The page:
July 2018
Volume 59, Issue 9
Open Access
ARVO Annual Meeting Abstract  |   July 2018
Dynamics of human ON and OFF Visual Pathways
Author Affiliations & Notes
  • Jeffrey L Goldberg
    Ophthalmology, Byers Eye Institute at Stanford University, Palo Alto, California, United States
  • Alexandra Yakovleva
    Ophthalmology, Byers Eye Institute at Stanford University, Palo Alto, California, United States
  • Bethany Hung
    Ophthalmology, Byers Eye Institute at Stanford University, Palo Alto, California, United States
    Psychology, Stanford University, Stanford, California, United States
  • Anthony Norcia
    Psychology, Stanford University, Stanford, California, United States
Investigative Ophthalmology & Visual Science July 2018, Vol.59, 5028. doi:
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      Jeffrey L Goldberg, Alexandra Yakovleva, Bethany Hung, Anthony Norcia; Dynamics of human ON and OFF Visual Pathways. Invest. Ophthalmol. Vis. Sci. 2018;59(9):5028.

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      © ARVO (1962-2015); The Authors (2016-present)

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Abstract

Purpose : Recent single unit physiology in cat (Jin et al., J Neurosci 2011, Komban et al., Neuron, 2014) and human psychophysical results (Komban et al J Neurosci., 2011 Neuron, 2014) suggest that the OFF-pathway has a faster temporal response. Here we sought an experimental model of this timing difference in human by using Steady-State Visual Evoked Potentials (SSVEPs).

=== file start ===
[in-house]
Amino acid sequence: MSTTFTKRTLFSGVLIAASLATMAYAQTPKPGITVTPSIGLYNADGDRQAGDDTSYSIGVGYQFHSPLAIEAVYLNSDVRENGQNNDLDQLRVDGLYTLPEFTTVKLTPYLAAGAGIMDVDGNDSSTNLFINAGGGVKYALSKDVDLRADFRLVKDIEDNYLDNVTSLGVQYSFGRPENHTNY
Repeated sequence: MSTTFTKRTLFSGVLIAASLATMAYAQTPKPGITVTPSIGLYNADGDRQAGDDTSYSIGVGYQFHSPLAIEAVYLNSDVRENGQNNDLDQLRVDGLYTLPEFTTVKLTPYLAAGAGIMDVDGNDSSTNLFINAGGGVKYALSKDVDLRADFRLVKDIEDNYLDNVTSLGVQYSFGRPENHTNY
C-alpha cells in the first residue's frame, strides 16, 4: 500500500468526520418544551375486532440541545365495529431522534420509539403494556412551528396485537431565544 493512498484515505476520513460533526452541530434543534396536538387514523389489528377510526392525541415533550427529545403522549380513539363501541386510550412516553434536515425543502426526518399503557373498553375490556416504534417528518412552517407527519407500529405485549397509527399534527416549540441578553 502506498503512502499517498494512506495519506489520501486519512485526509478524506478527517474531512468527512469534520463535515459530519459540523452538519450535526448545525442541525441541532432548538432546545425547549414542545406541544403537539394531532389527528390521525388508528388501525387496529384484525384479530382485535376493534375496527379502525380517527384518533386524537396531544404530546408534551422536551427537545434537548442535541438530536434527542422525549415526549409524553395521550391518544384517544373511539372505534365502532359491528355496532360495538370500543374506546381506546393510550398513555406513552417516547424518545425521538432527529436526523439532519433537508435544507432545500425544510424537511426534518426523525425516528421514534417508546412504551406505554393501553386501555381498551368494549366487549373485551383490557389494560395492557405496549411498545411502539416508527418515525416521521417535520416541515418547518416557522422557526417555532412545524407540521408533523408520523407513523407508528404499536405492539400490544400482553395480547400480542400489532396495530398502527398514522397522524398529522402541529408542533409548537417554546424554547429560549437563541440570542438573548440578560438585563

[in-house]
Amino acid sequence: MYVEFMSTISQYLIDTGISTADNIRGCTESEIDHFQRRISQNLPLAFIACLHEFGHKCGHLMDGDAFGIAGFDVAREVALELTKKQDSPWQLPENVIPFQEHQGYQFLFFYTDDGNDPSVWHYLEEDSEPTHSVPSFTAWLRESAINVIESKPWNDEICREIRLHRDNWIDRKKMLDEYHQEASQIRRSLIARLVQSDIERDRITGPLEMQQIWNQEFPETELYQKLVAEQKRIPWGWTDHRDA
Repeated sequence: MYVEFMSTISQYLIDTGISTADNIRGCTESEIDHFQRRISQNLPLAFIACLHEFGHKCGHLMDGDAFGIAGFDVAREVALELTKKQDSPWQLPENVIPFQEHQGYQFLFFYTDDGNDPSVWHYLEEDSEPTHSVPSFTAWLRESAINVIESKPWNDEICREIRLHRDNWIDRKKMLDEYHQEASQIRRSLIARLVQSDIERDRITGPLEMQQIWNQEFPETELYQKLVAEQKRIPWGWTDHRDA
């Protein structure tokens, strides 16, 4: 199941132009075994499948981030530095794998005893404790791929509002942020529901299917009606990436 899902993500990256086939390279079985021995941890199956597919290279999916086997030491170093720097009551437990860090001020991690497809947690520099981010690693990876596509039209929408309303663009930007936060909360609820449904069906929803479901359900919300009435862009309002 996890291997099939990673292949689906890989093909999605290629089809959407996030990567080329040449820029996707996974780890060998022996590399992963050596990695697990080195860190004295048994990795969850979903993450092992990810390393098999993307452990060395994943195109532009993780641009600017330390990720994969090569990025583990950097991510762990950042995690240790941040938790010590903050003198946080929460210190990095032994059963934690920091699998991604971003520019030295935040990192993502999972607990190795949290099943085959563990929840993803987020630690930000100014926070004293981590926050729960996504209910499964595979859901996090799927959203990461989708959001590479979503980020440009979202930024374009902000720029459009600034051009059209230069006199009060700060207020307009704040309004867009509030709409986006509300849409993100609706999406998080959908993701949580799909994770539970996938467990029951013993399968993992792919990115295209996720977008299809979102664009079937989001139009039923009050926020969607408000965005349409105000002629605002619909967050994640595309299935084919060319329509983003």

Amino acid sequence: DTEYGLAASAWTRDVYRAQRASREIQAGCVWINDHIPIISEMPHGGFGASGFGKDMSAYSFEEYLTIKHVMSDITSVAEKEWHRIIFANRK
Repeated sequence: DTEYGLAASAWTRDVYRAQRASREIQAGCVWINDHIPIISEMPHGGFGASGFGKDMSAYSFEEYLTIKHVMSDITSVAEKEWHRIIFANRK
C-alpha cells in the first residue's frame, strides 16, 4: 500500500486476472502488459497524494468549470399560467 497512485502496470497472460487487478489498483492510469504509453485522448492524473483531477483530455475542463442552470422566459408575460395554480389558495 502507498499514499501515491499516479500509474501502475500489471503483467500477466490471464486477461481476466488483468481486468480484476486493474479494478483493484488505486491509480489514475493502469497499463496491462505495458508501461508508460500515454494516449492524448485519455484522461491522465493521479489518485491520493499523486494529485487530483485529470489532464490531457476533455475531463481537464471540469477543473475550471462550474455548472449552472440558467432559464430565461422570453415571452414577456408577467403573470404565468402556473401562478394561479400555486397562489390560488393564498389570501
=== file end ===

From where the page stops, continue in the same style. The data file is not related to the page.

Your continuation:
Methods : Thirty-five adult participants (mean age 19.9, 17 males) with 20/20 or corrected to 20/20 vision participated. The visual stimulus comprised a matrix of small flickering hexagonal elements (probes) superimposed on top of larger, static hexagons (pedestals) whose size was scaled according to the cortical magnification factor. The size of the central pedestal ranged between 28 and 80 arc min, with the probes being 20% of the size of the pedestal. Probe contrast was modulated by a sawtooth-profile to create rapid increment (ON-favoring) or rapid decrement (OFF-favoring) stimuli. The temporal frequency was 2.75 Hz. 128-channel EEG data was collected over a 0.3 to 50 Hz bandwidth. Response waveforms were extracted using a spatial filtering procedure (Dmochowski et al., NeuroImage, 2015). Waveform differences were assessed by permutation tests.

Results : OFF-favoring sawtooth stimuli elicited evoked responses that were 14 msec faster than ON-favoring stimuli. The OFF-related response was typically, but not always larger in amplitude. Response amplitudes were much larger in the lower visual field compared to the upper visual field.

Conclusions : An electrophysiogical correlate of faster OFF-pathway single-cell and psychophysical responses can be demonstrated with OFF- vs ON-favoring sawtooth stimulation.

This is an abstract that was submitted for the 2018 ARVO Annual Meeting, held in Honolulu, Hawaii, April 29 - May 3, 2018.

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